This year’s piece is particularly precious to me. Last year, I did a theatre project in Iran, and I found the situation of women in the country one of the most profoundly shocking experiences of my life – I have run a theatre company for seven years that makes work from and about conflict zones, I wasn’t new to this kind of experience, and I had thought I was shock-proof. I was wrong. I have been involved in international feminist projects for years, but this was a clear moment of radicalisation for me. Two years before, I had met the brilliant Uzbek actress and activist Nadira Janikova, and we’d talked about making a piece of work together; for various reasons it didn’t happen at that time. Having been to Iran, which shares a lot of culture, music, and language with Uzbekistan (they were both parts of Old Persia), I was all the more keen to find a way of exploring the experiences of women from this culture. So I was incredibly excited when Nadira called me out of the blue after two years, and repeated her offer to make some work together.
By his time I was lucky enough to be working with another inspirational woman, Stella Duffy, one of my favourite living novelists and an Associate Artist of Improbable, the theatre company whose early work was what made me decide to be a theatre director. I had previously seen Stella’s version of Medea at the Scoop in London, an iron-fist-in-a-velvet-glove of an adaptation, all witty delicacy right up to the point you get floored by a sucker punch. Nadira’s combination of fierce strength and femininity made her a perfect Medea for me, and this version of this 2500 year old play still seemed to sing the same stories Nadira, Stella and I had been discussing. Stella kindly agreed to adapt her Medea for us.
From the outset, Nadira and I had wanted to work with our good friend, actor and performance poet Richard Fry, It’s quite a courageous step to be The Only Male in a entirely female company; if you‘ve been lucky enough to see any of Richard’s solo shows you’ll know how much these conversations about gender, sexuality and society underpin his work, I can’t imagine an actor I’d want more to be fulfilling that role. The rest of the cast – Sarah Berger, Yuriria Fanjul, Mary O’Connor, Mairi Hayes – fell into place.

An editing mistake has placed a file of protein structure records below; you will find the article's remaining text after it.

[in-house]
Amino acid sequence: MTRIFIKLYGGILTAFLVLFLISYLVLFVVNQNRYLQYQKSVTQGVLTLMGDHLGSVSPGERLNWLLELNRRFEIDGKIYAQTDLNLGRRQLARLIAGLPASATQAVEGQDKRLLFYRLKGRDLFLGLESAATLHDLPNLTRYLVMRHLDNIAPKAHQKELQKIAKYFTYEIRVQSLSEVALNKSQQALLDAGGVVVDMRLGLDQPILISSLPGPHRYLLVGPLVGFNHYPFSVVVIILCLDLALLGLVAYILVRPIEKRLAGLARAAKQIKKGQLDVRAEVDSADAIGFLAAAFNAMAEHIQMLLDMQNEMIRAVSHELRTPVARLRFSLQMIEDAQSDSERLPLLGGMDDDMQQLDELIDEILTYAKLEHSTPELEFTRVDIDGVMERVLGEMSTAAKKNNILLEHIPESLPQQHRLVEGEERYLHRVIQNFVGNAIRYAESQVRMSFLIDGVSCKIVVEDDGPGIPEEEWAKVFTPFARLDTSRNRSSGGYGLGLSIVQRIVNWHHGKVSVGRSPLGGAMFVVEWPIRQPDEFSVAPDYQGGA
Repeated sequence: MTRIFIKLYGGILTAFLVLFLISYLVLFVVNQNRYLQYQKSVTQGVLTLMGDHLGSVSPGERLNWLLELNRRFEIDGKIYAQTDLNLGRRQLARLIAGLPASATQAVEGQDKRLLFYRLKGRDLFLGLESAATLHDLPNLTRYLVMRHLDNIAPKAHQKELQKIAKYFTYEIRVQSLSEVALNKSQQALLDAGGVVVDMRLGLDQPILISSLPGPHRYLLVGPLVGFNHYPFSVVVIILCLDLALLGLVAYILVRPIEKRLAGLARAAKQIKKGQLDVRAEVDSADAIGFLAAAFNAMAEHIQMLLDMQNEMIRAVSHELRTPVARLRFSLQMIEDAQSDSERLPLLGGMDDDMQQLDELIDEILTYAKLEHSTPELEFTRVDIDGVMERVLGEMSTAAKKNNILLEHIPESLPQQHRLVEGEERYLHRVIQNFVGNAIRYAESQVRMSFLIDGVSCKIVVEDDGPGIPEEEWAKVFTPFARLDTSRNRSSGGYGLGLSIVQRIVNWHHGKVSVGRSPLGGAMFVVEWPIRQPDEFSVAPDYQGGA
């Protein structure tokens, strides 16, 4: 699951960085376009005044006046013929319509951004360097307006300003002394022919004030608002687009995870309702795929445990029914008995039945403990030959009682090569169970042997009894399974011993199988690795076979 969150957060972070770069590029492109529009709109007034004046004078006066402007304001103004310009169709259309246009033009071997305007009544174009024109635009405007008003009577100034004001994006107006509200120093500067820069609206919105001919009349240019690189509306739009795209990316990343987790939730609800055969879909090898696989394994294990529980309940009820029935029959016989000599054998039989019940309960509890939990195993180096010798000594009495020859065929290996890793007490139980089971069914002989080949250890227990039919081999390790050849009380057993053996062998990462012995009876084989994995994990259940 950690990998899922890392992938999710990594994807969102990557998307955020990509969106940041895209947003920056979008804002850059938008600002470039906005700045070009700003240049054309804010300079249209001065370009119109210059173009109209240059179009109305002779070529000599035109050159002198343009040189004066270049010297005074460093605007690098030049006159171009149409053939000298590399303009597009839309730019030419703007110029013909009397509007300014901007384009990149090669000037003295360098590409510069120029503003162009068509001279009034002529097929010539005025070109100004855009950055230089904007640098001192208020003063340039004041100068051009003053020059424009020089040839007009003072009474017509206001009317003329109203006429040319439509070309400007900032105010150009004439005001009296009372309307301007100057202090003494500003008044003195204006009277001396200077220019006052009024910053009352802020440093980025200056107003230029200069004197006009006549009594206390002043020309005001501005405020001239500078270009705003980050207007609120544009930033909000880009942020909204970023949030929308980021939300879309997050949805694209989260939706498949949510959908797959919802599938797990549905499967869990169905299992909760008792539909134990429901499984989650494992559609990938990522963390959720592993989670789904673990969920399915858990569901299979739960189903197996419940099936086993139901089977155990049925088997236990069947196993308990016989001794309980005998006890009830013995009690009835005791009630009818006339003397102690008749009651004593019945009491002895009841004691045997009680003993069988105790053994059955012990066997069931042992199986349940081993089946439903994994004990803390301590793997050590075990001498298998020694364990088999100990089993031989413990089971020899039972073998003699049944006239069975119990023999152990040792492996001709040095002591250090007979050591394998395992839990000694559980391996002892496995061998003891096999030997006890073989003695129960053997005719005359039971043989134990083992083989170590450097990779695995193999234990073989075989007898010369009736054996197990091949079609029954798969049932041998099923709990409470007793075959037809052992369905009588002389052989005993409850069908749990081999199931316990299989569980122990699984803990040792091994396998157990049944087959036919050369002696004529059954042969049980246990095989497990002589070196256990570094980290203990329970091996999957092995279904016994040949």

And from then it’s been quite a journey. It’s one of the most diverse casts I’ve ever worked with – two physical theatre makers, a musician, an RSC actress, a performance poet – very exciting to have so many types of skills and experience in the room, very challenging to blend them right. And it’s a play that demands you engage with horrors most of us would try to avoid. I don’t recommend it as a holiday activity. But I am so glad to have gone on that journey, and so proud of my fellow-travellers. I hope you like it.
If, really, you’re up for a laugh, this probably isn’t the show for you… But fear not, dear reader – I am also directing the feast of frothy deliciousness which is Abi Roberts Takes You Up The Aisle at the Voodoo Lounge. Abi’s beautiful voice and warm, delightfully silly comedy has been the perfect counterbalance to all the intensity and darkness of Medea. If you like a story about a happy marriage, Abi’s your gal. If you like it dark, get you to Medea.
So, here they are. Hope you like them. If you do (or even if you don’t), feel free come and say hi, tell me what you thought, even buy me a lychee martini.... Or a sock.